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Murderer of teen found beaten to death in Woodford Green may launch appeal

PUBLISHED: 09:00 25 February 2016

Emma Hall, sentenced to life for the murder of Luke Harwood, with a 17 year minimum. Photo: Met Police

Emma Hall, sentenced to life for the murder of Luke Harwood, with a 17 year minimum. Photo: Met Police

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A teenager’s killer may launch an appeal against her conviction after judges ruled the law she was convicted under has been wrongly interpreted.

Tony O'Toole jailed for life with a 17 year minimum for the murder of  Luke Harwood. Photo: Central NewsTony O'Toole jailed for life with a 17 year minimum for the murder of Luke Harwood. Photo: Central News

Luke Harwood, 18, was driven to his death at Broadmead Road playing fields, Broadmead Road, Woodford Green in 2012, by Emma Hall, 24 of Crow Lane, Romford.

Mr Harwood was beaten so badly by his housemates after being wrongly accused of rape that his skull was crushed.

Hall was convicted for her part in his murder in 2013 along with Tony O’Toole, 34, and James Danby, 30, who, jurors were told, struck the fatal blows.

Hall and O’Toole were convicted of murder under the joint enterprise law, used to convict people who could have “foreseen” violent acts by their associates.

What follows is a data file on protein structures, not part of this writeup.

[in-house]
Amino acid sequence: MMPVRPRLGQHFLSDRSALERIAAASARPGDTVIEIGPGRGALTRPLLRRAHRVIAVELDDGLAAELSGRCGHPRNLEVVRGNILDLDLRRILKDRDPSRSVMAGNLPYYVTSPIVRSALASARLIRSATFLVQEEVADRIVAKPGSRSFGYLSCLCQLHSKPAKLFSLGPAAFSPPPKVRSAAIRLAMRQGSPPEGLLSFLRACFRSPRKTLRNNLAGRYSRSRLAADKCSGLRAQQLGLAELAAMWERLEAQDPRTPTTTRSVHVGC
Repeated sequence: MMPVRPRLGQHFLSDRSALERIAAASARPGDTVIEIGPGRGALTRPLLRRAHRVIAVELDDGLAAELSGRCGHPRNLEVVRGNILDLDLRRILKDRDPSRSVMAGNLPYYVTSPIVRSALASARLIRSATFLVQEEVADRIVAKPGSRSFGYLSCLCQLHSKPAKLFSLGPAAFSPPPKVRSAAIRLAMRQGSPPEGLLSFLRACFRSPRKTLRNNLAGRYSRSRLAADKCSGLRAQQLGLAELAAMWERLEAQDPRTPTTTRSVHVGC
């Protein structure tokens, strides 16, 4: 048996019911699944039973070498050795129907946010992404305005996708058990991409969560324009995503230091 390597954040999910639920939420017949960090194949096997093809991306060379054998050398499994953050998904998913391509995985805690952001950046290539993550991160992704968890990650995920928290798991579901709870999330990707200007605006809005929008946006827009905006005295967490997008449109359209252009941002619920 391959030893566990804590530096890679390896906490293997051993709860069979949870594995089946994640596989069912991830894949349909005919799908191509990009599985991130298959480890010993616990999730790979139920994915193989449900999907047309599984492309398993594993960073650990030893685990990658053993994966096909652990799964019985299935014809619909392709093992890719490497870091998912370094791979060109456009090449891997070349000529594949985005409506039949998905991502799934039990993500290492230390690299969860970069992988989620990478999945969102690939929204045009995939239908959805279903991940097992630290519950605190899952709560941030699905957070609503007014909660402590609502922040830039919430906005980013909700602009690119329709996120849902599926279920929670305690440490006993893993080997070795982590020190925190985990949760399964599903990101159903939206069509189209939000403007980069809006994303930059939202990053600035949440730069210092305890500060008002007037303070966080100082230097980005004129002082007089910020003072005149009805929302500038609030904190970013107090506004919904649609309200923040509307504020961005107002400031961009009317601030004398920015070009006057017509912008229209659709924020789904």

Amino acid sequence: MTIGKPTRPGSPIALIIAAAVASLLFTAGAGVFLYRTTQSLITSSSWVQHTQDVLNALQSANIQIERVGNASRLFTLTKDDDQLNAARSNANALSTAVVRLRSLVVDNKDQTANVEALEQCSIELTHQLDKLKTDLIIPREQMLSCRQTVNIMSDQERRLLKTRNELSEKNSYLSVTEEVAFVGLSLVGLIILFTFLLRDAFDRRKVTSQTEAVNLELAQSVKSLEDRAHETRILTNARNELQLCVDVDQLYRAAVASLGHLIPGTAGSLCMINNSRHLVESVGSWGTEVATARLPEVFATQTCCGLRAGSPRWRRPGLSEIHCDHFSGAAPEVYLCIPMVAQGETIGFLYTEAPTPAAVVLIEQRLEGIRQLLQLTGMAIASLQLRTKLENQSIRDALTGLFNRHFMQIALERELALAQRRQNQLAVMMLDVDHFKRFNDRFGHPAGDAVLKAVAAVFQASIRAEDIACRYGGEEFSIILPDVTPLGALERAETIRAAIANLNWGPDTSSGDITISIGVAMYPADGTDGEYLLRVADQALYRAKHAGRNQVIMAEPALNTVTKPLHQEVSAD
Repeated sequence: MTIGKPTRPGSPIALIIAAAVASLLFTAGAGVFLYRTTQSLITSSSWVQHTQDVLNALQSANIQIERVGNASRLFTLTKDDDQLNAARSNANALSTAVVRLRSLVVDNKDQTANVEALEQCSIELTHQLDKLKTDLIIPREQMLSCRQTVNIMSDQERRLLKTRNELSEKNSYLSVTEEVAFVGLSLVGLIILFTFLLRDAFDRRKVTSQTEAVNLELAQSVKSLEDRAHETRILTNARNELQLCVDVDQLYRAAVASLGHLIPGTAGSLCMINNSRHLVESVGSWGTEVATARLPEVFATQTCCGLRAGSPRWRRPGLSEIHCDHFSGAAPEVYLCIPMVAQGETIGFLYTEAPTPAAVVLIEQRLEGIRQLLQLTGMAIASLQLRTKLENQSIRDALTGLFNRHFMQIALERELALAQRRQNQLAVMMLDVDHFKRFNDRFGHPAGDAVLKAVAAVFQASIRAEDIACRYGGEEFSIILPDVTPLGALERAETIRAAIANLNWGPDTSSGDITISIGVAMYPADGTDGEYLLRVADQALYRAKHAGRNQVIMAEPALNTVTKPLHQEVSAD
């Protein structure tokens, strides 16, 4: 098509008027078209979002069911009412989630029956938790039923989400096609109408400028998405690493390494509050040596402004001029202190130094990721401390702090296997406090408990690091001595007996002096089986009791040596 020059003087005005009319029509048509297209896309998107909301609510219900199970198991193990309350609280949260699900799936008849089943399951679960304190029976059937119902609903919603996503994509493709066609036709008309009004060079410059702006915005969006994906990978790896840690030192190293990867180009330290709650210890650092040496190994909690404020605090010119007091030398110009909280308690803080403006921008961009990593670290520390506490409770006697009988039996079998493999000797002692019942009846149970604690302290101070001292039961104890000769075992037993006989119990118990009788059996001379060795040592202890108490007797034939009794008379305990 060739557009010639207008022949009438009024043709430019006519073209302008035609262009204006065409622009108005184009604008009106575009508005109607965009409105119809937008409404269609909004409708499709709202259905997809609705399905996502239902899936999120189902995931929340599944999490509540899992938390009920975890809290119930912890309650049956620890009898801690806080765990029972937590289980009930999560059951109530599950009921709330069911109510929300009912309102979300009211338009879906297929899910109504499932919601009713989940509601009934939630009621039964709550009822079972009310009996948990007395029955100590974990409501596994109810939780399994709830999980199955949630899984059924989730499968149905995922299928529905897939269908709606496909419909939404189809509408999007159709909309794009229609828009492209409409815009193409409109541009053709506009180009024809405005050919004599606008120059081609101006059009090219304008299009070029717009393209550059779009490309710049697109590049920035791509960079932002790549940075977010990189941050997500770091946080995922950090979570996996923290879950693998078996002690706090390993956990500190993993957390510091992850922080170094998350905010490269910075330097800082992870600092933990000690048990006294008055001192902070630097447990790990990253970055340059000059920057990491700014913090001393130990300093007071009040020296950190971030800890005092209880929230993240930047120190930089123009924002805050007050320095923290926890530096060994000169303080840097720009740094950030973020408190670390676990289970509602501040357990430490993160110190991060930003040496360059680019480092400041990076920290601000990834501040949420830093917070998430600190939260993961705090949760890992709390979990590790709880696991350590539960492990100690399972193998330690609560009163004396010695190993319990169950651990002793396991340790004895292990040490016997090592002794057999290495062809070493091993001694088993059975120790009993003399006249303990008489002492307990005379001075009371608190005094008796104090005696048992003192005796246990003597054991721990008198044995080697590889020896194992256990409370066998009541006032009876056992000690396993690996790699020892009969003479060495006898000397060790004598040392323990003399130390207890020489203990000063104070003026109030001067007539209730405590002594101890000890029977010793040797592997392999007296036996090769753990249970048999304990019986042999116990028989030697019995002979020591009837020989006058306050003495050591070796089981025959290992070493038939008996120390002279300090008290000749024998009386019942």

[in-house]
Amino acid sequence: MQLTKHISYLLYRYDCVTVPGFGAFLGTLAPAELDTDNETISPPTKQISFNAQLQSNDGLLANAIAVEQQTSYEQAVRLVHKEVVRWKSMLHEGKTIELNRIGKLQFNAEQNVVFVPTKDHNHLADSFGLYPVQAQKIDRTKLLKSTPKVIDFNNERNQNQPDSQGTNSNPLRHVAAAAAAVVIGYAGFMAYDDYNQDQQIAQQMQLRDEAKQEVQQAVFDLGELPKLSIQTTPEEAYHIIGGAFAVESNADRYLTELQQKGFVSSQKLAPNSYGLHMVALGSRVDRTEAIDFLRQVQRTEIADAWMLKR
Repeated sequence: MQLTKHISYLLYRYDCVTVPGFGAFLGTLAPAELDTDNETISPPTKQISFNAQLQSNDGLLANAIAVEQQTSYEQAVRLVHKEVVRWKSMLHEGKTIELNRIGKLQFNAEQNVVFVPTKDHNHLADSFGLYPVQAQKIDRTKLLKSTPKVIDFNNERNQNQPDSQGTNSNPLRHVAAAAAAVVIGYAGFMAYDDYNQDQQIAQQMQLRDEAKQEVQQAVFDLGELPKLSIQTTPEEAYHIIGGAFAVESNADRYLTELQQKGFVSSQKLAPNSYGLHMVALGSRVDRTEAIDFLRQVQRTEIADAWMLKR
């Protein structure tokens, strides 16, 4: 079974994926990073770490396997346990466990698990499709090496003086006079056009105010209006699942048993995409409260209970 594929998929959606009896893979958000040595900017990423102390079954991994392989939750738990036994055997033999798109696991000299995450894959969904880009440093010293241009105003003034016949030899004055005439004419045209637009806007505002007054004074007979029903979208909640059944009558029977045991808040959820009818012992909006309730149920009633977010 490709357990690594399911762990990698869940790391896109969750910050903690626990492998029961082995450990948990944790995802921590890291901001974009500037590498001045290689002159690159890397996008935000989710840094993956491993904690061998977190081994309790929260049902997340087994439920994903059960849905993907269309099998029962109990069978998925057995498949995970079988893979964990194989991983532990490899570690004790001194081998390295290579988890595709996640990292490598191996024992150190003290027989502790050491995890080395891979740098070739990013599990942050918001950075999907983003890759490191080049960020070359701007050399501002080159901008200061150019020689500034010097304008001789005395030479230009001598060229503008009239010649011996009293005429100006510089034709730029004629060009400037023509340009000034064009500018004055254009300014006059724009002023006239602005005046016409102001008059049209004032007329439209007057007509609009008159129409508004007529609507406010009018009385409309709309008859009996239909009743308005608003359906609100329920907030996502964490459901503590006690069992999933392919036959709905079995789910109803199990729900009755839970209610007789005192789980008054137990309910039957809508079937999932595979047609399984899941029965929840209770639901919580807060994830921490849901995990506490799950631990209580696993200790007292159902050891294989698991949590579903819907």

James Danby (foreground), Tony O'Toole (behind) and Emma Hall (reflected, left). This photo was uploaded just hours before they killed Luke HarwoodJames Danby (foreground), Tony O'Toole (behind) and Emma Hall (reflected, left). This photo was uploaded just hours before they killed Luke Harwood

Hall was told she would serve a minimum of 15 years, increased to 17 on appeal.

The Recorder has been told Hall is now hoping to appeal against her conviction after Supreme Court judges said it was wrong to treat foresight as a sufficient test.

The source, who speaks to Hall every day but did not want to be named, said: “Emma said she knows that it won’t be an instant thing, but if she can get her sentence reduced she has got a little light at the end of the tunnel.”

Jan Cunliffe, spokeswoman for campaign group Joint Enterprise Not Guilty By Association (JENGba), welcomed the ruling calling the law a “great injustice”.

She said the organisation would tread carefully to try and avoid causing distress to victims’ families.

“When I read these cases the first thing I do is get upset for the victim,” she added.

Leah Bunns, spokeswoman for national charity Victim Support, said anyone worried or upset by the ruling should get in touch with the organisation, which has specially-trained caseworkers and volunteers who can help.

Visit victimsupport.org.uk or call the support line on 0808 168 9111 for more information.


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